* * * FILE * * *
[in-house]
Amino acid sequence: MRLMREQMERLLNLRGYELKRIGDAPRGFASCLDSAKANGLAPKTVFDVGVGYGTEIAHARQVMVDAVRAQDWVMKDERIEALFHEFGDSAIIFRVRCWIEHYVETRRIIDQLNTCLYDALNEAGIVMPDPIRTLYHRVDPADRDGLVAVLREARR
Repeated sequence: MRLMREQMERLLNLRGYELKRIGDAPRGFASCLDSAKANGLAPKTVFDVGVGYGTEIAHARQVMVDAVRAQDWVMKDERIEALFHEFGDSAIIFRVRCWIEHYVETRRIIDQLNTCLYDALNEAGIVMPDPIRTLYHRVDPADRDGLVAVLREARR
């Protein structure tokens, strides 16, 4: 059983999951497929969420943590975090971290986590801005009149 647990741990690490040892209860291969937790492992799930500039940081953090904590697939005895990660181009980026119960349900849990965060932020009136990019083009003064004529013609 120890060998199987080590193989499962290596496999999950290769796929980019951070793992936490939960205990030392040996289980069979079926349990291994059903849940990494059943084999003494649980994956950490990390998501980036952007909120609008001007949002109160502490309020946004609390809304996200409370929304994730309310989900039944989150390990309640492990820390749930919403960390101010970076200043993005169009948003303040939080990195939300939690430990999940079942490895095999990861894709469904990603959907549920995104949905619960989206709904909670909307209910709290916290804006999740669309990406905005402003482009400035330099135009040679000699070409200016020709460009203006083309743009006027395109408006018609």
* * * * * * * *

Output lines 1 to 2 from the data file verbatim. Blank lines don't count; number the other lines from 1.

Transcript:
[in-house]
Amino acid sequence: MRLMREQMERLLNLRGYELKRIGDAPRGFASCLDSAKANGLAPKTVFDVGVGYGTEIAHARQVMVDAVRAQDWVMKDERIEALFHEFGDSAIIFRVRCWIEHYVETRRIIDQLNTCLYDALNEAGIVMPDPIRTLYHRVDPADRDGLVAVLREARR